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Tech Updates

Date
May 2019
Source

Achronix is providing full-fledged FPGAs with a new high-end 7-nm family, joining the Gold Rush of silicon to accelerate deep learning. It aims to leverage novel design of its AI block, a new on-chip network, and use of GDDR6 memory to provide similar performance at a lower cost than larger rivals Intel and Xilinx. The Speedster7t marks the company's return to FPGA chips, targeting the hot market for AI acceleration. Achronix claims that its mid-range 1500 chip can use ResNet-50 and Yolov2 neural-network models to process 8,600 and 1,600 images/second, respectively. The Speedster7t line includes four chips using from 363,000 to 2.6 million six-input lookup tables as well as a number of hardened blocks for high-speed interfaces, including 400 Gigabit Ethernet.

Report reveals thermal design priorities
Date
April 2019

New research from Future Facilities - maker of the 6SigmaET thermal simulation software - has revealed the top design priorities of leading thermal engineers in the IT equipment industry in 2019. The research was derived from a digital roundtable event which brought together thermal designers, engineers and experts from leading brands including, Facebook, HP Enterprise, QuantaCool, Engineered Fluids, CommScope, Vertiv, 6SigmaET and Binghamton University.

Date
April 2019

Semiconductor Engineering sat down to discuss advanced packaging with Calvin Cheung, vice president of engineering at ASE; Walter Ng, vice president of business management at UMC; Ajay Lalwani, vice president of global manufacturing operations at eSilicon; Vic Kulkarni, vice president and chief strategist in the office of the CTO at ANSYS; and Tien Shiah, senior manager for memory at Samsung. What follows are excerpts of that conversation.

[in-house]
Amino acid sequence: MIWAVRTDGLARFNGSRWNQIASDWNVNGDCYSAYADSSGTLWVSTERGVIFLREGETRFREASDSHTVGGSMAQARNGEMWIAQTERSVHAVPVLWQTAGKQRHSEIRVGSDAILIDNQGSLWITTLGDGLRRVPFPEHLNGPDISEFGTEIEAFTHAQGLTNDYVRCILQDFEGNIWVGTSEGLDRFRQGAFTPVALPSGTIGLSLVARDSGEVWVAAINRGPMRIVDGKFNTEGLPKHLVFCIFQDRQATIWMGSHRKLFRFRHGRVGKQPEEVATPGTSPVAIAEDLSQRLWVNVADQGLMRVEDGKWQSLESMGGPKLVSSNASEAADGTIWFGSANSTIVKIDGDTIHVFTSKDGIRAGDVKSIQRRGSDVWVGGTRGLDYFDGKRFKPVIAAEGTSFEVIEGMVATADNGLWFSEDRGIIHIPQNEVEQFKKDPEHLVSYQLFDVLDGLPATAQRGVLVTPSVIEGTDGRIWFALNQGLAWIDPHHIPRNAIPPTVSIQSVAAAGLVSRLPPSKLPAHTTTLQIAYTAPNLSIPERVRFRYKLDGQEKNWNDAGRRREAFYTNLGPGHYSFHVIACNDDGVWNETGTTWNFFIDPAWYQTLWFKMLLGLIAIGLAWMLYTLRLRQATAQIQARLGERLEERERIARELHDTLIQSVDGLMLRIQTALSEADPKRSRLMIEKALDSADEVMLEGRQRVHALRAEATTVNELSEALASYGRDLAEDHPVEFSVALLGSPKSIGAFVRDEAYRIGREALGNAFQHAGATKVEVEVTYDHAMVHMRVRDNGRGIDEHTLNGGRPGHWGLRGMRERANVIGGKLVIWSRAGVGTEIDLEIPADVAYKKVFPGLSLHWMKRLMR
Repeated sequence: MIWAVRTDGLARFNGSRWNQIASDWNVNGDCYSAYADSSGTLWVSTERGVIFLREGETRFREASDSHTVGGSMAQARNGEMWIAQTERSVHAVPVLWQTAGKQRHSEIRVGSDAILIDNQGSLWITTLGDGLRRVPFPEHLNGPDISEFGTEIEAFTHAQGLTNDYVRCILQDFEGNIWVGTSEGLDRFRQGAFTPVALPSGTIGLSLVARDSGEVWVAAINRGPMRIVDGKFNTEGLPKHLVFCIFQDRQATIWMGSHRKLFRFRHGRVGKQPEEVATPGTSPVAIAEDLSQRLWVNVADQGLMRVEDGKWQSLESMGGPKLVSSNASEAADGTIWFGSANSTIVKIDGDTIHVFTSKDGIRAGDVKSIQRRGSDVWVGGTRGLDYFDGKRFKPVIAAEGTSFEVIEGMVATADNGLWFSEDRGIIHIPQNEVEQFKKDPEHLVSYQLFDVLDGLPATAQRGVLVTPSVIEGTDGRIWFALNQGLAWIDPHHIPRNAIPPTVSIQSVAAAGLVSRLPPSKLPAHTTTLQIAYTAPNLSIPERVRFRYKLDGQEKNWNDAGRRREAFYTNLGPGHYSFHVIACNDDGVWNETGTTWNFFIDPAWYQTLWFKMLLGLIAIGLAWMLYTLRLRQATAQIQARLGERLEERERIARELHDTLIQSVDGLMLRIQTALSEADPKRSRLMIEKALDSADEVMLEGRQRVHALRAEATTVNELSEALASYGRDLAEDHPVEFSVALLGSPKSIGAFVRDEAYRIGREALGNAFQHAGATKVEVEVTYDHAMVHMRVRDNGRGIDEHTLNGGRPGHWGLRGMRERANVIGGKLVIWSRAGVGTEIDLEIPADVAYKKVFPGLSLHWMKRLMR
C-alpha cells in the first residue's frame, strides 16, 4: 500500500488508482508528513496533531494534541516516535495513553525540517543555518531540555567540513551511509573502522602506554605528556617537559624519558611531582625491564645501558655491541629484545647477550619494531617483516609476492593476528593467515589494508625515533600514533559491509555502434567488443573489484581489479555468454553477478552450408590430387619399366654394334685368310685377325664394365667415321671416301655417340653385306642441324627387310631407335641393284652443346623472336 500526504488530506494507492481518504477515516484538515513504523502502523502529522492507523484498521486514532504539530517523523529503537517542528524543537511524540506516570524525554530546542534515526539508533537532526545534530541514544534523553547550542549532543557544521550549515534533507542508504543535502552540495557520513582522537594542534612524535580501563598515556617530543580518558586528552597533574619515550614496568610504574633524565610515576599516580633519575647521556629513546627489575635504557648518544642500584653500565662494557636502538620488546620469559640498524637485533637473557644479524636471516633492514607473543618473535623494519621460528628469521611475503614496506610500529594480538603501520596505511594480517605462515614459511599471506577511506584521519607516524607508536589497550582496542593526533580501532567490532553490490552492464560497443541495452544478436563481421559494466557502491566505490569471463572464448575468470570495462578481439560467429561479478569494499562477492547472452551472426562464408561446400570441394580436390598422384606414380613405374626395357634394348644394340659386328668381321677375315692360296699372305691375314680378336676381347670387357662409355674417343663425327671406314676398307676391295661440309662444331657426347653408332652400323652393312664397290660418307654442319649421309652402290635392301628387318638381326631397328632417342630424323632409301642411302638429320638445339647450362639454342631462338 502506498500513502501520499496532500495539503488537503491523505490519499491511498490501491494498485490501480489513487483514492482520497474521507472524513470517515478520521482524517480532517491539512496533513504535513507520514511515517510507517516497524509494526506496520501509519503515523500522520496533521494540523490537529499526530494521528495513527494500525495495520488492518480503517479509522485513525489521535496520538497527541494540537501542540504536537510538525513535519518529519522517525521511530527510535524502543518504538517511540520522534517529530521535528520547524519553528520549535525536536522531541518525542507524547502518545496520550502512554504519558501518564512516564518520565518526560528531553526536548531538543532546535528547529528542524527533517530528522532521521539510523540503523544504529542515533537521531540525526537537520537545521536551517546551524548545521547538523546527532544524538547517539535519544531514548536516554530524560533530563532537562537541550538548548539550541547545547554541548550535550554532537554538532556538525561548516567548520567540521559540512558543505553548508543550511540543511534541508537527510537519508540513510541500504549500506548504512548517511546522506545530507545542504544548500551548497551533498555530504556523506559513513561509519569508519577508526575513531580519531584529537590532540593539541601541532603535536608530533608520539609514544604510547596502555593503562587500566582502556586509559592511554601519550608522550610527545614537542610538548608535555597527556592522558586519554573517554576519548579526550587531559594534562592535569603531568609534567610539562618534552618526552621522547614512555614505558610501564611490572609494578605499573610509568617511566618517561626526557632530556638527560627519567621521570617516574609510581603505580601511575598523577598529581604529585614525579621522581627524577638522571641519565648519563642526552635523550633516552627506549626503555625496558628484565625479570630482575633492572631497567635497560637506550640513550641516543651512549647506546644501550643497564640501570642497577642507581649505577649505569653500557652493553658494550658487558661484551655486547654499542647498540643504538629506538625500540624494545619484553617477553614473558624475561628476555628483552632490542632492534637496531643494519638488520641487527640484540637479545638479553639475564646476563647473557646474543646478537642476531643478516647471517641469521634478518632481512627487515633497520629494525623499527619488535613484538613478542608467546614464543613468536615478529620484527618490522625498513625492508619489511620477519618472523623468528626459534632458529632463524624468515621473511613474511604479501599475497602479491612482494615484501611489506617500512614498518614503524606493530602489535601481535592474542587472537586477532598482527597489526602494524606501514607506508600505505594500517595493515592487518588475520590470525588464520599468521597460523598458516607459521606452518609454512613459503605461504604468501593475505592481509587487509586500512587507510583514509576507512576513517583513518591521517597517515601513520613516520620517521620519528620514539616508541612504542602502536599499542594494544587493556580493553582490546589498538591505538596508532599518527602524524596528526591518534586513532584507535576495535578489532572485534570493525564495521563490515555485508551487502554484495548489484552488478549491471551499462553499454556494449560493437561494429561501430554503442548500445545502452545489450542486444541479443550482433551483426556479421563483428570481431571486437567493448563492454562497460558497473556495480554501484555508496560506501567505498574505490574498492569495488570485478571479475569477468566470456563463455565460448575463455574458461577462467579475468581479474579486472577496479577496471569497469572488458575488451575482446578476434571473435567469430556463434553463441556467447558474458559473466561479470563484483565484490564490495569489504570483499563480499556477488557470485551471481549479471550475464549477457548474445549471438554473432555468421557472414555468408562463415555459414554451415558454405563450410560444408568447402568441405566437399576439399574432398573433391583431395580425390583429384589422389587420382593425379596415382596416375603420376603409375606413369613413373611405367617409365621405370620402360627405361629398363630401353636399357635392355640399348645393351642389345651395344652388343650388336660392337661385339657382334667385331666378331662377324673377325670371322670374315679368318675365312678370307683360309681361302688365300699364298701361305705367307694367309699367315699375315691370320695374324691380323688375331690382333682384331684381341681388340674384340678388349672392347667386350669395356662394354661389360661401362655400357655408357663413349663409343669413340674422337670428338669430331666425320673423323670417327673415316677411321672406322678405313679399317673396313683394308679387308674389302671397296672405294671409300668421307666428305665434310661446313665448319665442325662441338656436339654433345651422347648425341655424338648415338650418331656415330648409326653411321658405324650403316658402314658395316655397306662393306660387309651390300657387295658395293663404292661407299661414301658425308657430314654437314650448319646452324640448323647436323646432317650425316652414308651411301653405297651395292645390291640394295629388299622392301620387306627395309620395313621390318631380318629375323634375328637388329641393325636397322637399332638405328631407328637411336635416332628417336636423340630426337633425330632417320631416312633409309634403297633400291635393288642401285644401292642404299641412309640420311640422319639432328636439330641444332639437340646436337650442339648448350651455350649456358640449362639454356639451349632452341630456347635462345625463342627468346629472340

Date
April 2019
Source

Making biochips, a key technology in studying disease, just got a little easier. This new nanoprinting process uses gold-plated pyramids, an LED light, and photochemical reactions to print more organic material on the surface of one single biochip than ever before. This nanoprinting process allows researchers to 3D print more material on a biochip than ever before, making it easier to study biomedical issues. This process likely known as tip-based lithography, are widely considered to be the best way to 3D print organic material with nanoscale feature resolution. They’re using microfluidics, the manipulation of fluids on a molecular level, to expose each biochip to the desired combination of chemicals.

Date
April 2019

The shift toward more complex IC packages requires more advanced inspection systems in the production flow to capture unwanted defects in products. This includes traditional optical inspection tools in the in-line production flow, but it also now requires new die sorting equipment with advanced inspection capabilities. Die sorters are not the kind of equipment that typically attracts attention. For years, this technology has worked well enough to cruise well under the radar.